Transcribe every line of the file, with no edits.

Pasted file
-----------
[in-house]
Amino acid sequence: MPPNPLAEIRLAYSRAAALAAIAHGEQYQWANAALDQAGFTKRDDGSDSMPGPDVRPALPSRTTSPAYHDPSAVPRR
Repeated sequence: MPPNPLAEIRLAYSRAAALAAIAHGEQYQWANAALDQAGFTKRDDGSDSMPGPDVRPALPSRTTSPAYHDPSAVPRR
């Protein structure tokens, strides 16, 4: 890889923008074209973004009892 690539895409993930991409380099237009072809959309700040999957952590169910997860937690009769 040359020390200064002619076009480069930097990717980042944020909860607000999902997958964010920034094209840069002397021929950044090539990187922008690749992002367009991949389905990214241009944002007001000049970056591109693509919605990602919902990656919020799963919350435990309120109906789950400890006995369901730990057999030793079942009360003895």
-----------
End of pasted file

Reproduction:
[in-house]
Amino acid sequence: MPPNPLAEIRLAYSRAAALAAIAHGEQYQWANAALDQAGFTKRDDGSDSMPGPDVRPALPSRTTSPAYHDPSAVPRR
Repeated sequence: MPPNPLAEIRLAYSRAAALAAIAHGEQYQWANAALDQAGFTKRDDGSDSMPGPDVRPALPSRTTSPAYHDPSAVPRR
């Protein structure tokens, strides 16, 4: 890889923008074209973004009892 690539895409993930991409380099237009072809959309700040999957952590169910997860937690009769 040359020390200064002619076009480069930097990717980042944020909860607000999902997958964010920034094209840069002397021929950044090539990187922008690749992002367009991949389905990214241009944002007001000049970056591109693509919605990602919902990656919020799963919350435990309120109906789950400890006995369901730990057999030793079942009360003895």